Feline Cuterebrosis (Warbles)

Picture Of A Coin

Recently, a cat was brought into our clinic with a cyst-like protrusion on its chest. Examination revealed it to be Feline Cuterebrosis, also called “Warbles”, a condition in which fly larvae live in the flesh of cats.

What is Feline Cuterebrosis?

Feline Cuterebrosis is a condition occurring when a cat has become the host of the larval stage of the Cuterebra Fly, commonly known as the Botfly.

There are twenty-six known species of the Botfly (Cuterebra) in the United States and Canada.

This condition is often called “Warbles” because the larvae create a burrow with a breathing hole just under the skin causing a lump on the surface of the skin. These lumps are called “warbles”, hence the name.

Feline Cuterebrosis (Warbles) - Botfly or Cuterebra Fly

 

The Cuterebra Fly, commonly known as Botfly.

Warbles are usually found under the skin in areas around the legs and neck. Cuterebrosis is most commonly found in rodents and rabbits, but have also been reported on cats, dogs, hogs, mink, foxes, deer, cattle, and humans.

 

 

 

 

 

What Causes Feline Cuterebrosis ?

Cuterebrosis is a condition most commonly found in wild rodents and rabbits. This condition is caused by the larvae of the Cuterebra fly, which also known as the botfly.

Feline Cuterebrosis (Warbles) Botfly Larva

 

This is the larva that Dr. Smith removed from the cat’s neck.

The female botfly, genus Cuterebura, lays eggs along the runways and burrow entrances of rabbits and small rodents. The eggs hatch and turn into larvae which enter the unsuspecting host through a natural body opening (usually the nose or mouth) or a small abrasion on the skin.

The larvae will often remain in an animal’s the nose or mouth for several days before burrowing under the skin where they develop into “warbles”. (“Warbles” is the name given to the small lumps produced by growing larvae.) The larvae live and grow just under the skin inside the “warbles”, where they breathe and excrete.

Cats most likely contract Cuterebrosis  by coming in contact with the newly hatched and unsettled larvae from rodents caught hunting, or from  activity around rodent burrows and runways.

Most cats are asymptomatic in the early stages of Feline Cuterebrosis, but sometimes migrating larva can sometimes cause eye problems, nervous system symptoms, and respiratory issues as they move through these systems.

Feline Cuterebrosis (Warbles)

 

This is the hole left in the cat’s neck after Dr. Smith removed the larva.

 

How is Feline Cuterebrosis (Warbles) Treated?

Feline Cuterebrosis is treated by carefully removing the larvae and thorough cleaning of the area involved.

Often the cat will be given antibiotics or an antibiotic injection to treat any possible or already occurring secondary infection.

This particular procedure was done under anesthesia and the cat was given an antibiotic injection to treat and prevent secondary infection.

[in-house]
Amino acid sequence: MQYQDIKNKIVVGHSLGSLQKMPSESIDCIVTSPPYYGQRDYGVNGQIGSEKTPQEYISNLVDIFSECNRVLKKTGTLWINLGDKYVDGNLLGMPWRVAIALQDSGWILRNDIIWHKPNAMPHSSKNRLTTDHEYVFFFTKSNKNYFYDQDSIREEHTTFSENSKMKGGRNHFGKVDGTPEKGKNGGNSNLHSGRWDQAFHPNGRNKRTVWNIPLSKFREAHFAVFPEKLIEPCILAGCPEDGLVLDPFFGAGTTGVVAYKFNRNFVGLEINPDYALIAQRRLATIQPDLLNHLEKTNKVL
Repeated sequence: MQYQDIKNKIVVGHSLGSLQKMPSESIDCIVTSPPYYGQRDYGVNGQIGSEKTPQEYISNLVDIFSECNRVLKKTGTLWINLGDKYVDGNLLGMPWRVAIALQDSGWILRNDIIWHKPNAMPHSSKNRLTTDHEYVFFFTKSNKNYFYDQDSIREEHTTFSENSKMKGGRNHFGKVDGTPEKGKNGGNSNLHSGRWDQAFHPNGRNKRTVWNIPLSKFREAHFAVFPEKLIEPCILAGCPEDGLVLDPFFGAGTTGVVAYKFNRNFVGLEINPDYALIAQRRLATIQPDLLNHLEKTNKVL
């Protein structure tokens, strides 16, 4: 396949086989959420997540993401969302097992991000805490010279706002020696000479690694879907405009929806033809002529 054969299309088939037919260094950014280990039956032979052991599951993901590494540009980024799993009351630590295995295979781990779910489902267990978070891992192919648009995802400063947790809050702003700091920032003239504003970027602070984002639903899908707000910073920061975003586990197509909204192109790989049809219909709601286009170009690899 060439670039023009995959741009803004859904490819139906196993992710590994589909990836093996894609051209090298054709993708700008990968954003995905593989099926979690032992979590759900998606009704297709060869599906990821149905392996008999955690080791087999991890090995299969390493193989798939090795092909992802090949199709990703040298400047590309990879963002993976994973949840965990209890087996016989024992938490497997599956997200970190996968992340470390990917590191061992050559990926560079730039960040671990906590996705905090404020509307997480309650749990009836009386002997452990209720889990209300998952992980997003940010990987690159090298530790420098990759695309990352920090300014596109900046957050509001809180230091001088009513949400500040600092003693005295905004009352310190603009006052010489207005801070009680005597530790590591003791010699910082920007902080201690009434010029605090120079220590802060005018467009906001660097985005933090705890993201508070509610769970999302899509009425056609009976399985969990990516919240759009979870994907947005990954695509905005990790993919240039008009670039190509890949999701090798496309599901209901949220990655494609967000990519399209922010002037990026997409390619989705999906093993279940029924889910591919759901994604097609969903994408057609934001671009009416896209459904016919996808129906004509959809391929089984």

Sources:

  • Cat Health
  • Department of Natural Resources
  • Vet Next

Related Posts

Veterinary Cryosurgery

Veterinary Cryosurgery

    What is Veterinary Cryosurgery? Dr. Smith often uses veterinary cryosurgery in his pet cancer treatment plans. Cryosurgery, also called cryotherapy or cryoablation, is

Read More »

Connect with Us:

More Posts

No. 1 Super Remedy for Dog Restlessness

Endless panting, pacing, and unsettled behavior. It’s easy to spot when your dog is restless. And naturally, as a concerned pet owner, you quickly browse through the internet for a natural remedy for dog restlessness. Then, the anxiety sets in. We are familiar with the feeling. You know your pet’s normal behavior, and you are aware when they’re out of character. But it’s best that you put your anxiety at rest because that will only create panic. And when you panic, it’s difficult to be solution-oriented. There is a natural remedy for dog restlessness and panting. So, you can stop

Read More »

Veterinary Cryosurgery

    What is Veterinary Cryosurgery? Dr. Smith often uses veterinary cryosurgery in his pet cancer treatment plans. Cryosurgery, also called cryotherapy or cryoablation, is a common cancer procedure used in humans. Dr. Smith uses it to skin tumors, and sometimes even certain tumors inside the body. Cryosurgery works by using extreme cold produced by liquid nitrogen or argon gas to destroy cancer cells and abnormal tissue. Watch the Video  Transcription Dr. Smith:  Ladies and gentlemen, I’m Doctor Marc Smith, a 20-year practicing veterinarian and co-creator of PET | TAO Holistic Pet Products, and I’m gonna work on this fine

Read More »

Looking for an Herbal Formulation for Diabetes in Cats?

Why Use an Herbal Formulation for Diabetes in Cats? I remember my first experience giving a cat insulin shots. It was years ago, and I was pet sitting for a friend. Giving kitty an insulin shot would be easy, she said. Just give him a little tuna and give him a shot. That’s it! NOPE. To say the least, giving the kitty a shot didn’t happen quite the way she described it. What she didn’t tell me was how much kitty hated the shot. Or, how fast I’d need to inject to avoid getting scratched! Let’s face it, insulin injections

Read More »

What’s the Best Supplement for Joint Health in Dogs?

We all want our dogs to feel good and have an excellent quality of life, no matter what age.Unfortunately, many dogs suffer from weakened or worn out joints Arthritis and Joint Health in Dogs Arthritis is an informal way of referring to joint pain or joint disease. All dogs suffer from arthritis as they age. In fact, according to the Arthritis Foundation, approximately 20% of all adult dogs have arthritis. In other words, 1 in 5 adult dogs suffers from arthritis. However,  if your dog is older than 7 years, there is a 65% chance he or she suffers from

Read More »